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It’s become a bit of a tradition that when one of my friends has a first baby, I make a couple of these crinkly taggie baby toys. It’s a known fact that babies frequently prefer playing with non-playthings, so you’ll find them having fun with the toy’s packaging instead of the toy or the tag on the toy instead of the toy’s other features. And thus was born the Taggie, which is actually a registered trademark. These things are really so simple to make. All you have to do is sew folded ribbons into the seams of the object. I make these taggies hanky-sized so that they’re easy for baby to handle and with a special upcycled something inside to make a fascinating (at least for baby) crinkle noise. Here’s how to make a couple of these in 15 minutes or so, getting rid of scraps of fabric and ribbons and making new mom and baby happy!
Gather your materials. For two of these toys you’ll need: four 20 cm x 20 cm (8″ x 8″) squares of fabric, one washed and dried plastic cereal bag and scraps of ribbon, ric rac, t-shirt yarn that has been stretched out, etc. The fabric can be bigger or smaller or even completely different shapes, but I find this size to fit well onto half of a cereal bag. I like to use cotton flannel, but you could use whatever you want (though I’d stick with natural fibers, as babies put *everything* into their mouths). You could use velour or corduroy for extra tactile enjoyment or upcycle some fabrics from old clothing. Making a patchwork of different fabrics would be fun, too! This time I chose to make one toy with similar pastel colors on white and another with fabrics with black backgrounds.
If you have a flat label with your name or business on it, sew it in the corner of two of your squares (that will go on two separate toys) about 2 cm from each edge. If you have a side label, just use it like another ribbon when sewing.
Then start picking out your ribbons, ric rac, etc. Try to pick colors that will look nice with your fabric colors as well as a variety of textures, which makes it more interesting for baby. Don’t use yarn because the fibers could come off in baby’s mouth. Cut off pieces between 8 and 15 cm long and iron them in half. I left mine relatively long so that the baby’s hand can fit in them, but usually they’re shorter. Most ribbons are synthetic, so put an ironing cloth or other piece of fabric on top of the ribbon while ironing or else it could melt.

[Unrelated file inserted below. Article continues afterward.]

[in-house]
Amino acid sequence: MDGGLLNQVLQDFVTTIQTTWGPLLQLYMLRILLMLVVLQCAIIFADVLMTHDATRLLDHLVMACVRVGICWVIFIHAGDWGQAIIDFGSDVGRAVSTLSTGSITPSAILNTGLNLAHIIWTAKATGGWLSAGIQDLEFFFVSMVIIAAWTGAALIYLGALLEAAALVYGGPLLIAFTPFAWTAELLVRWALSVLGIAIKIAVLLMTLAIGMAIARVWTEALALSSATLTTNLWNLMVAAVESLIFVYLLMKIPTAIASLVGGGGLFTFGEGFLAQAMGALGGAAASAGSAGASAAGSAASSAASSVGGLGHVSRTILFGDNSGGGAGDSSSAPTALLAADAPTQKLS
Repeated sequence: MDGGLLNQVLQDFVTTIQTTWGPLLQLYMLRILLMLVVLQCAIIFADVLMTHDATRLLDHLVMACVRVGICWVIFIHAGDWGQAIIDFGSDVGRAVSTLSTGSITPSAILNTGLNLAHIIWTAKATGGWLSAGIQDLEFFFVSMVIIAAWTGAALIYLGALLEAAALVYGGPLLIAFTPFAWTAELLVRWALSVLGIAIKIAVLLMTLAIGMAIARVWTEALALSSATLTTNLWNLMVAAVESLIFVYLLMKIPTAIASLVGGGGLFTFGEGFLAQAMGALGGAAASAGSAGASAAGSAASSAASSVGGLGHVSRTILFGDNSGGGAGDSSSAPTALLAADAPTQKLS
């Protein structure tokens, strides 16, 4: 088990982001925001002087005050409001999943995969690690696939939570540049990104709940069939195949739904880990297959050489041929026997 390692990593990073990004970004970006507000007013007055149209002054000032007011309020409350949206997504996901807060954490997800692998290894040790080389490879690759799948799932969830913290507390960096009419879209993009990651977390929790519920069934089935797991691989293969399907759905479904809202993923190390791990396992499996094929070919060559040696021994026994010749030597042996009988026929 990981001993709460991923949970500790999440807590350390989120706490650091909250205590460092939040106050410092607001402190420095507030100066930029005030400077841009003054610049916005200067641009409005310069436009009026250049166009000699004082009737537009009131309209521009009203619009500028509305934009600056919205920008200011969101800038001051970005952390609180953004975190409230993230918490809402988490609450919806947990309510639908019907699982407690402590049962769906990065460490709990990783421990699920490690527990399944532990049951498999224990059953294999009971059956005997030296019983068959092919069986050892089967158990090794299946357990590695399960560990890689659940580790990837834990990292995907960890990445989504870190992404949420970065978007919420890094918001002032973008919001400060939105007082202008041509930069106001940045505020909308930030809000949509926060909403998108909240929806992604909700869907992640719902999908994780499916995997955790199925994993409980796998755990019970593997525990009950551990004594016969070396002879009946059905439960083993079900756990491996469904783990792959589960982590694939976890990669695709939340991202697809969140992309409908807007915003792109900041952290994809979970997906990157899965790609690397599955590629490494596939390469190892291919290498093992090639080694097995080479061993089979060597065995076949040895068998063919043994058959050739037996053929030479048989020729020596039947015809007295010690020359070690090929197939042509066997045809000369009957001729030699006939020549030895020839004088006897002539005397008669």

Take your cereal bag. Please make sure that you’ve washed and dried it thoroughly. You can use other types of plastic packaging, too. I remember having seen baby wipe packages used as a crinkly material. I use cereal bags because the plastic is food grade and hasn’t previously contained chemicals that are used in disposable wipes. Open the bag up along all the seams and cut it in half.
Place one of the fabric squares on top of each cereal bag half, right sides up. Position the ribbons on top of the fabric square with the folded end facing inwards and with the cut ends lined up more or less with the fabric square edge.
When you’re happy with the layout, pin them in place.
Place your other two fabric squares on top of the ribbons face down, lining up the edges with the squares below. Pin those in place, leaving the pins holding the ribbons as well.
Sew all along the edges with a 1 cm seam allowance (left). Leave a space open in the center of one side, preferably between two ribbons. The sewing machine’s feed dogs might not move the fabric sandwich along very well with the plastic on the bottom, so you might need to help it along. Don’t worry if the stitching doesn’t come out perfectly even. Nobody will see it! Then trim the fabric and plastic around the seams, clipping around the corners (right).
Turn the squares right side out through the hole you’ve left open. Iron the squares, taking care to turn the opening’s edges inwards. Then topstitch around the whole square close to the border, closing up the opening. It will be much easier to topstitch because the plastic is no longer on the outside. And that’s it! Here are the fronts and backs of my two crinkly taggie toys.
Now I’d like you to just TRY to resist crinkling these things! The sound and sensation is so interesting, even for a grownup, it’s no wonder babies can’t resist playing with this type of toy! Now go and make them for all of your little friends!